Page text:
But teenage life doesn’t end with high school. They still have the same needs, fears, desires, and insecurities as before—they’re just experiencing them in the adult world of work. And this is where the fun begins.

Responsibility is a recurring theme in Yates, but what does that mean to an eighteen year old? How does someone who’s tired of being told what to do by teachers suddenly react when it’s their boss issuing the orders? Does being paid to do it sweeten the deal? Do they enjoy what they do? And what about the adults—where do they fit into everything?

There’s so much going on that in many ways, it’s like going through another round of high school all over again. The rules have changed, you’re back as a little fish, and there’s a fresh cast of goodies and baddies. Yet at the same time, it’s completely different to being at school.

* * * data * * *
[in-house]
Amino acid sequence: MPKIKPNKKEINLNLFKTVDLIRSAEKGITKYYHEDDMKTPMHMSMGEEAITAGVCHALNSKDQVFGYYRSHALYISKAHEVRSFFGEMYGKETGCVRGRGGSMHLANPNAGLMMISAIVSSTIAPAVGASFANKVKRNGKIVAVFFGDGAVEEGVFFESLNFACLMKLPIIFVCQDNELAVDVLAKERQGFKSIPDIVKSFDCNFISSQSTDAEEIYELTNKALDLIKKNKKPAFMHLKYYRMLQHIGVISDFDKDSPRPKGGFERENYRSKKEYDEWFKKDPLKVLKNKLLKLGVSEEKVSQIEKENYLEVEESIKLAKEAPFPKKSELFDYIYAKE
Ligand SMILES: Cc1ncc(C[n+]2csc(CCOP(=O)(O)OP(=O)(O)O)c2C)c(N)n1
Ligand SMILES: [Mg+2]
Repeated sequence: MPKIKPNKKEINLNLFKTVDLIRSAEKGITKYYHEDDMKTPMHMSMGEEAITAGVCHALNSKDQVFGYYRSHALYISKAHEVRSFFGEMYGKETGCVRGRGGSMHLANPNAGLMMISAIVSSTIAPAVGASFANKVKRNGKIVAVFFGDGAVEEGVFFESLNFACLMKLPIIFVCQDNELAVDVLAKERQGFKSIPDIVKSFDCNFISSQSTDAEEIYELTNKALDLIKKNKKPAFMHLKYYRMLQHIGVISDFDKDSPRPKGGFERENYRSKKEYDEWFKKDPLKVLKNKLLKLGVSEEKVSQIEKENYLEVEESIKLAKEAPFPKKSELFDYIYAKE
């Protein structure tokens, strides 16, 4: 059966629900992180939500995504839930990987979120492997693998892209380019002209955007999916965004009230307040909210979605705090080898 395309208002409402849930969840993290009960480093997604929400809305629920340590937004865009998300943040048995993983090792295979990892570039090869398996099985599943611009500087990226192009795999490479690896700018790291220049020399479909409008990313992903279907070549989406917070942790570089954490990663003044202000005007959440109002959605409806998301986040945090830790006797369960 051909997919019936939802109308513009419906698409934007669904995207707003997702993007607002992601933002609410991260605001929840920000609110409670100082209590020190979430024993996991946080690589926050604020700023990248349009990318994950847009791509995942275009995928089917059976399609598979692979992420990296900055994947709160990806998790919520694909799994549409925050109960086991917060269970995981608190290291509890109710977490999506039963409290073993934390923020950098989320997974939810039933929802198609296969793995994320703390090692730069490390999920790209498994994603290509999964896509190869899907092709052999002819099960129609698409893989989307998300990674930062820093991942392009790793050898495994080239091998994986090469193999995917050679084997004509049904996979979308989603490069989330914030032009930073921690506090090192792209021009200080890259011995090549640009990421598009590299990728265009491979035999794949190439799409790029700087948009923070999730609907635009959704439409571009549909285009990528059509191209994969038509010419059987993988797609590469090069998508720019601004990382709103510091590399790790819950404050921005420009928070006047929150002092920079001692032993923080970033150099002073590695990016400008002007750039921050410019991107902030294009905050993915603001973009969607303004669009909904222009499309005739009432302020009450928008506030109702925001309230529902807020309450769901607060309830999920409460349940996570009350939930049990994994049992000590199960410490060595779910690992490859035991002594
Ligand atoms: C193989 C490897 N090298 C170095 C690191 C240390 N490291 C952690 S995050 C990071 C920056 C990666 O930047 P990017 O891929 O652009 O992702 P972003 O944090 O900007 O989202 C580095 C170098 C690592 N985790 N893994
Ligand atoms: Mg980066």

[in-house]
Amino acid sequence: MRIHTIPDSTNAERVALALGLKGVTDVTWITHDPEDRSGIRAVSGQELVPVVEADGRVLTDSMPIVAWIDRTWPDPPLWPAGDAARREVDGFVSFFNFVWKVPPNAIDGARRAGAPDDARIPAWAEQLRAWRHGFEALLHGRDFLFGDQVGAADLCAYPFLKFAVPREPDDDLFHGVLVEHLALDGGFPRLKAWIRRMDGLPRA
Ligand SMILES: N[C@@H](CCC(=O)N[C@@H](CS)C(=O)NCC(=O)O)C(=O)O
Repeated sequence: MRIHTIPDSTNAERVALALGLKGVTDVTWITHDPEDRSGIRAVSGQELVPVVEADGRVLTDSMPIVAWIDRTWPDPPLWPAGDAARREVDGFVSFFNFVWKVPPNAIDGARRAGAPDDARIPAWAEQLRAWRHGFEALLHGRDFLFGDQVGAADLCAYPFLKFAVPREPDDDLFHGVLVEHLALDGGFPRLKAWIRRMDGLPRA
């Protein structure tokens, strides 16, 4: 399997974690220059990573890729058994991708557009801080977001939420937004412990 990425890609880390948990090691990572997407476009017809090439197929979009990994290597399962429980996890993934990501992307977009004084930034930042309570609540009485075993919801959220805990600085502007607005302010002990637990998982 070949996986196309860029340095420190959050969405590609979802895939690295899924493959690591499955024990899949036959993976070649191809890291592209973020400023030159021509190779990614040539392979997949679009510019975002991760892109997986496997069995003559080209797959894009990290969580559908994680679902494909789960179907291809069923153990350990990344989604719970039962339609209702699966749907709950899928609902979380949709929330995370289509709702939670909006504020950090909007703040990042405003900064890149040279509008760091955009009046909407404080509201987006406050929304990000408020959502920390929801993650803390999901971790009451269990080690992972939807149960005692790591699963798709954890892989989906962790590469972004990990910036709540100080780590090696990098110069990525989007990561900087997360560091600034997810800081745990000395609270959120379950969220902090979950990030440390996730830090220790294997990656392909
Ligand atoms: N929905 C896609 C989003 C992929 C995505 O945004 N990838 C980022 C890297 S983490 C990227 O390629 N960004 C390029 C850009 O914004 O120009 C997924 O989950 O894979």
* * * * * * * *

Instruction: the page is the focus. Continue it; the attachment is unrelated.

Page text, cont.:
This is the backdrop I created for Yates. And for the most part, the plot, characters, and themes all came from there. It’s a great setting to write for, opening up so many new possibilities that simply wouldn’t work in a school.

The characters are completely different too. The adults that Yates interacts with at work are peers, a world apart from the teacher-student interactions he had at school. Who knew adults could be this fun?

Speaking of fun, some of my favourite lines of dialogue are in Yates. Much of this stems from the mix between younger and older characters. And of course, it’s very refreshing to write from the POV of another protagonist who isn’t West. (Nothing against West, but it’s nice to hang out with someone who’s so different).